Presentation and Discussion Vanishing Point VR: The Modern Desire for Audiovisual Immersion

Razer OSVR Open-Source Virtual Reality for Gaming © Maurizio Pesce © Maurizio Pesce

Thu, 09/07/2017

Goethe-Institut Los Angeles

Razer OSVR Open-Source Virtual Reality for Gaming © Maurizio Pesce

A discussion and reception will follow the presentation

The term “Virtual Reality” (VR) was coined only quite recently; by Jaron Lanier, in the late 1980s. Then Timothy Leary famously spoke of immersive VR systems as “electronic LSD.” The desire to immerse – and lose – oneself in artificially created worlds is, however, as old as human civilization. Coming to terms with audiovisual immersion in digital culture thus seems to require, above all else, a historical point of view.
In his presentation, Gundolf S. Freyermuth will focus on the modern history of VR. In a first step, he will examine VR’s prehistory in analog media. This prehistory begins soon after the Renaissance with the opposition to the emerging modern image space and its detached – anti-immersive – window view, which would characterize not only perspectival painting, the picture frame stage, cinema, and television, but also the computer and its screen. In a second step, Gundolf will investigate VR’s history proper; the attempt to technologically overcome the window view started in the mid-20th century with digital graphics, Yvan Sutherland’s conception of an “ultimate display,” and the popular vision of an all-immersive “holodeck.”
 If, however, VR is the vanishing point of modern audiovisuality, the fulfillment of century-old desires, then digital culture is confronted, once again, though on a very different level, with the dystopic allegory of Plato’s cave …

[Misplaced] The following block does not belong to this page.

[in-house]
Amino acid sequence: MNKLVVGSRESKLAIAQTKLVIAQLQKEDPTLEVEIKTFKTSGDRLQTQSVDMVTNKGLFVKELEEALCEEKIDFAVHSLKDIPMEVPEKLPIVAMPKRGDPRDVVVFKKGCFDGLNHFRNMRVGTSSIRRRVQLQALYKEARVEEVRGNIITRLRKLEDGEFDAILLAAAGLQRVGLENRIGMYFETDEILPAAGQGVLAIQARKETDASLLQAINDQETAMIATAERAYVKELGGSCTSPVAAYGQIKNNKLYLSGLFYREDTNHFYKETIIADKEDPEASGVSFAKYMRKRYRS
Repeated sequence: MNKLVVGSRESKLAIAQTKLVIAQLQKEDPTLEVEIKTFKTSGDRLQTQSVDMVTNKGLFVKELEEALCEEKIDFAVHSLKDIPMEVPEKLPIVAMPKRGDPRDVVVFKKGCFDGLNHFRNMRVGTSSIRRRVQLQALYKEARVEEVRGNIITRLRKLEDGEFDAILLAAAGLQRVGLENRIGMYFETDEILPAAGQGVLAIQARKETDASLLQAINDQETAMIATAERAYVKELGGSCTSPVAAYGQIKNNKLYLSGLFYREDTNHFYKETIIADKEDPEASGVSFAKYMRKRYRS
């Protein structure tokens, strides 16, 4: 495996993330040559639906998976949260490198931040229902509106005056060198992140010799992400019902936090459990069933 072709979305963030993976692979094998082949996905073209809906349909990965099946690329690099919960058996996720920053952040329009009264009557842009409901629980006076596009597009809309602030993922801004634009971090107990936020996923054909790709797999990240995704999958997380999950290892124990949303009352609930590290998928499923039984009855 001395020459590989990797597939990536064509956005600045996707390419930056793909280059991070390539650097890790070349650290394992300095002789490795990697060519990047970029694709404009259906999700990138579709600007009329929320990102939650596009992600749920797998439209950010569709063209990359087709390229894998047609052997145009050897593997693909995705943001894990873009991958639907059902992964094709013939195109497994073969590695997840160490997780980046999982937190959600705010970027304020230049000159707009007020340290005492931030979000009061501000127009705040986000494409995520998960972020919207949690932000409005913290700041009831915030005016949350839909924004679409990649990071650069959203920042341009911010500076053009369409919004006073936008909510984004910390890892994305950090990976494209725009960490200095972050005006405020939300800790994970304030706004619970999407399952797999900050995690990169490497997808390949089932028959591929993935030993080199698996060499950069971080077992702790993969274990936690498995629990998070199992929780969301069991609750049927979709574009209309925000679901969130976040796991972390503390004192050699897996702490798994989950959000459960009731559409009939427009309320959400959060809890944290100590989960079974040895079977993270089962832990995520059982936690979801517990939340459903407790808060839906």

Gundolf S. Freyermuth © Gundolf S. Freyermuth Gundolf S. Freyermuth is Professor of Media and Game Studies and a founding director at the Cologne Game Lab of TH Koeln-University of Technology, Arts and Sciences, as well as Professor of Comparative Media Studies at the ifs international film school of Cologne. His research focuses on new artistic and communicative practices, network culture, audiovisuality and transmediality. In addition to publishing over 400 essays, he has authored, edited and co-edited some 20 volumes of non-fiction and fiction. His most recent English language book is Games | Game Design | Game Studies. An Introduction (2015). Currently, he is working on a monograph on Virtual Reality. Alongside his academic activities, he writes novels, scripts for radio plays and feature films, and he is a documentary filmmaker.

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